Law Schools

Law review articles are too long, editors rely too much on author pedigrees, critics say in survey

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Are law review articles too long? Yes, according to many of those who responded to a recent survey. And those weren’t their only criticisms.

Student editors tend to select articles for publication based on the pedigree of the law professors who author them rather than the merits of the articles, academics complain. And practitioners and judges say they often don’t find the articles helpful, the National Law Journal (sub. req.) reports.

Results of the survey, which was put together by professors from Appalachian School of Law and psychology professors and doctoral students from University of North Dakota, are detailed in an article in the latest issue of Loyola Law Review (published by the New Orleans-based university). It is titled: “Do Law Reviews Need Reform: A Survey of Law Professors, Student Editors, Attorneys and Judges.”

They certainly aren’t the first to question whether law review articles are relevant. However, the survey offers some suggestions for improvement.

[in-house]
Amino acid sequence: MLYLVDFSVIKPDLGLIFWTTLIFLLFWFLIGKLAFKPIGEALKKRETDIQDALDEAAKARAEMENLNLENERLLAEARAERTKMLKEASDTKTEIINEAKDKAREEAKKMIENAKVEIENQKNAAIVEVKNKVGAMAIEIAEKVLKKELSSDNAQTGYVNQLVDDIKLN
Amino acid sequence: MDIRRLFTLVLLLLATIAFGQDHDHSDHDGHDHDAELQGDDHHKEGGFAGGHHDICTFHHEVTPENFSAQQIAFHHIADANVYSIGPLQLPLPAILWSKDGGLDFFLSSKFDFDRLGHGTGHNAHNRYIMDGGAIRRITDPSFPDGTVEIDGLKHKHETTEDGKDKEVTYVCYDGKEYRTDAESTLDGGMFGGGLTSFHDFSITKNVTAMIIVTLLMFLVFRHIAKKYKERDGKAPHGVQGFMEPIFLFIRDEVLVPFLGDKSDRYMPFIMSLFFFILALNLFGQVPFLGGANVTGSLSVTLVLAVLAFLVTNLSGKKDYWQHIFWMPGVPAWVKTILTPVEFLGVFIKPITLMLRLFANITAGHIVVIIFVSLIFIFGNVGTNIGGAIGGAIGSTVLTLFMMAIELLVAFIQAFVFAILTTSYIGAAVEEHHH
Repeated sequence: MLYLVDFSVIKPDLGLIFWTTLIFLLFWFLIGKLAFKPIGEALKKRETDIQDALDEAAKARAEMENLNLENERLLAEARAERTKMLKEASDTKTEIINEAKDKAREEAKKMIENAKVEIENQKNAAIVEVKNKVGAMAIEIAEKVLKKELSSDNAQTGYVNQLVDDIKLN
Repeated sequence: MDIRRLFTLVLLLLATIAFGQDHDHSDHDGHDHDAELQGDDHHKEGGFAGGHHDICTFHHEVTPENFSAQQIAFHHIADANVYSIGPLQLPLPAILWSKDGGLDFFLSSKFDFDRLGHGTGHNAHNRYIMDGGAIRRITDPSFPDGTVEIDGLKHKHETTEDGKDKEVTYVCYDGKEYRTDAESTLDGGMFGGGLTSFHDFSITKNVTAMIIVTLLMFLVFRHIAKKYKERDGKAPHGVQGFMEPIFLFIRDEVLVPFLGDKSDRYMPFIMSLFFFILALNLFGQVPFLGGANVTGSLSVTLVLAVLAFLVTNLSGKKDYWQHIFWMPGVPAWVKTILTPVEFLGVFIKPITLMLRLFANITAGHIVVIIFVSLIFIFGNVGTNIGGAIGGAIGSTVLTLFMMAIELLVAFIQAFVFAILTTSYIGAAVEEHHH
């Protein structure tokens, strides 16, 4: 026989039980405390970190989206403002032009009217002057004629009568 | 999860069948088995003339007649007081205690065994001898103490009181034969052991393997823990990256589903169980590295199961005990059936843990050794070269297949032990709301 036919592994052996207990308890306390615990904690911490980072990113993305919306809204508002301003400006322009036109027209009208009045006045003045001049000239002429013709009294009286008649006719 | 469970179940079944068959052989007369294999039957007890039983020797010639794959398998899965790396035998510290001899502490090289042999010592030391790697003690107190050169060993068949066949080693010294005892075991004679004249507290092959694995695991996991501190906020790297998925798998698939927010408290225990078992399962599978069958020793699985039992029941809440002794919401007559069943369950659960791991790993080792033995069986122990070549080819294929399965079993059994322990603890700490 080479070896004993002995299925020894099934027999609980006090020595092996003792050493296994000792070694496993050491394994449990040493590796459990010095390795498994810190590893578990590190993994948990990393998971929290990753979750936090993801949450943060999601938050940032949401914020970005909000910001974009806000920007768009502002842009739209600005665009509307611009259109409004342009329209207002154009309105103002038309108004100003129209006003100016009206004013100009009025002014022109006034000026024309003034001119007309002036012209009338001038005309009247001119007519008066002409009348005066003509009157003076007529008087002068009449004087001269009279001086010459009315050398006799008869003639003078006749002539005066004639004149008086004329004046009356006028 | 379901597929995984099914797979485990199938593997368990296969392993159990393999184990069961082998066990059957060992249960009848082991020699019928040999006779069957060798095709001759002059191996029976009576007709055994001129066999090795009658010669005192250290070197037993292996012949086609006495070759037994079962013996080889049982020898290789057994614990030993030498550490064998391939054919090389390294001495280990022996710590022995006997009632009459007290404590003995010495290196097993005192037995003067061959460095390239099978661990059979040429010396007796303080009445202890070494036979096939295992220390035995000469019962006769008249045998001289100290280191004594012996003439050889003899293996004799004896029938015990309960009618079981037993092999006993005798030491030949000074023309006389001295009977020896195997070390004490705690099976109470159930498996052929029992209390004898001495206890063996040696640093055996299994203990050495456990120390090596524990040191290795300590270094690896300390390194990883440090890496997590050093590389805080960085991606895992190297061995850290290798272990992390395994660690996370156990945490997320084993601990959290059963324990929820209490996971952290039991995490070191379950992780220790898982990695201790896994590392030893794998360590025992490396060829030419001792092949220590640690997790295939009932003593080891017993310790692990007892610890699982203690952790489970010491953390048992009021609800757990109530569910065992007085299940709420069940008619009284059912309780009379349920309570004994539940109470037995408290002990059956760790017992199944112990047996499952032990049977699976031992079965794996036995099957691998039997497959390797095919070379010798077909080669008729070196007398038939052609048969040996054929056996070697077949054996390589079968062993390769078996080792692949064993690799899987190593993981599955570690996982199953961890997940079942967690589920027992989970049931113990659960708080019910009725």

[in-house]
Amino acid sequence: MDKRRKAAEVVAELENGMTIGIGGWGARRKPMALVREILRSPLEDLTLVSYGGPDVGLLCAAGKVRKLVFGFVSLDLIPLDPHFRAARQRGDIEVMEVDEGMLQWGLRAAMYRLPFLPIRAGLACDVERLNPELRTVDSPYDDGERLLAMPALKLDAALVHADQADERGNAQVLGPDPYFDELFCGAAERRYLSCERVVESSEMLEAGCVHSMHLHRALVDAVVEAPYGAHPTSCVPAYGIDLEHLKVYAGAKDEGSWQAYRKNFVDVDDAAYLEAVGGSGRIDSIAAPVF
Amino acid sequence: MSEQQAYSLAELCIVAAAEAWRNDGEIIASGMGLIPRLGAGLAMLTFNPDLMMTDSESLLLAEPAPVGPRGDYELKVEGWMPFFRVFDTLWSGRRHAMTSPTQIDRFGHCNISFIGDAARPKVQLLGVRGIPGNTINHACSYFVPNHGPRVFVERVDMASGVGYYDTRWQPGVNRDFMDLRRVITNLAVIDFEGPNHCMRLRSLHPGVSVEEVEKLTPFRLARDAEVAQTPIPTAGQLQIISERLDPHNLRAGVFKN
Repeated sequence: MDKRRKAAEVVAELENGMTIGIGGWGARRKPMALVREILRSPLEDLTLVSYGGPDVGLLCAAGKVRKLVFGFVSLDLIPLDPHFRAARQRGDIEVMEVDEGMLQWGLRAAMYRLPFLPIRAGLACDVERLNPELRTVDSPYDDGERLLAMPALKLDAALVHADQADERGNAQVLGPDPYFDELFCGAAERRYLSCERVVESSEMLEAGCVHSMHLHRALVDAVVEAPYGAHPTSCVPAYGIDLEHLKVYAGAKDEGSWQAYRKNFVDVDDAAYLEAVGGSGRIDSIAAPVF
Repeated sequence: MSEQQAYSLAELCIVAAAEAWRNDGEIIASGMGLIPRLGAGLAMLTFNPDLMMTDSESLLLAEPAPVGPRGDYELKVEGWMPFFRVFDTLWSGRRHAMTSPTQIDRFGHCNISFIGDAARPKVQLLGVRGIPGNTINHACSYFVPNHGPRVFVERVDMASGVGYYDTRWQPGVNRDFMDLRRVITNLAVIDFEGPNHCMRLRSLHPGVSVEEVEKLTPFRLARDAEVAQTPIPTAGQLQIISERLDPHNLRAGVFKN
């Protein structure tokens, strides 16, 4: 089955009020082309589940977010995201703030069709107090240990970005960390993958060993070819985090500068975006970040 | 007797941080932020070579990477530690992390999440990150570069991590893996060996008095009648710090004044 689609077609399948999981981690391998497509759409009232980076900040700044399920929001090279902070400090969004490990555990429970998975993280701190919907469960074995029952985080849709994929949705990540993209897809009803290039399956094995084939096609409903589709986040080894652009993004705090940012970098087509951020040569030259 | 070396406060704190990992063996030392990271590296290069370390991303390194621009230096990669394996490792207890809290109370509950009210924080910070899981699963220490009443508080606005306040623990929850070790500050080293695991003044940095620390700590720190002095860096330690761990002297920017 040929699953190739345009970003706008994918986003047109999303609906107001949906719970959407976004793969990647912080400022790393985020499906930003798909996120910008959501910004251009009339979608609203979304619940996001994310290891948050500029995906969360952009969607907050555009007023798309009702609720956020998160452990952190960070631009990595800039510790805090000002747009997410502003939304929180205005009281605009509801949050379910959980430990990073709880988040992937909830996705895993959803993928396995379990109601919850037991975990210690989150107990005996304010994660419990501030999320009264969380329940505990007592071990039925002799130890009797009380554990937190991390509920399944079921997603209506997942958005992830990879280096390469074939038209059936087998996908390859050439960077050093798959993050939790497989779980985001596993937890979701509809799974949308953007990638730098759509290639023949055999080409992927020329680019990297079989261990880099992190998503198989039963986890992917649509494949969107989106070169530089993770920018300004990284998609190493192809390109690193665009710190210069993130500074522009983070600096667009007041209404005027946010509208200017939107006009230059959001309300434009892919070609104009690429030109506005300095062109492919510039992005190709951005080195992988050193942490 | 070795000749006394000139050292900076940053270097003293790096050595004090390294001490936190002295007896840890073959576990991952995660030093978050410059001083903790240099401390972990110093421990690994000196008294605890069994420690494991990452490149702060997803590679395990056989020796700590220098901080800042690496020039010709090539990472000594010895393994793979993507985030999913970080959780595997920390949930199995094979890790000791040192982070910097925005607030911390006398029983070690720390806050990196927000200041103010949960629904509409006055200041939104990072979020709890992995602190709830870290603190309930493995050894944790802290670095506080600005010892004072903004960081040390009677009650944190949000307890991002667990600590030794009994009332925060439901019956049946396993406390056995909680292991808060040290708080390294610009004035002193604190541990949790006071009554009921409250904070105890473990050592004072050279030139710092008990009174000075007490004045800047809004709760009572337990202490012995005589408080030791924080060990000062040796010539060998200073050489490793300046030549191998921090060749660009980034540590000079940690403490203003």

“Law reviews are likely not meeting the needs of attorneys and judges; and law professors believe that they have a capricious, negative effect on their careers,” the authors of the article conclude. “The vast majority of legal professionals and student editors believe that law reviews should be reformed and that the reforms should include blind, peer reviews and more student training.”

See also:

ABA Journal (2012): “The High Bench vs. the Ivory Tower”

ABA (2012): “Was Chief Justice Roberts Right? Law Review Circulation Reaches New Lows” (2012): “Do You Ever Read Law Review Articles? Or Write Them?” (2011): “Law Prof Responds After Chief Justice Roberts Disses Legal Scholarship”

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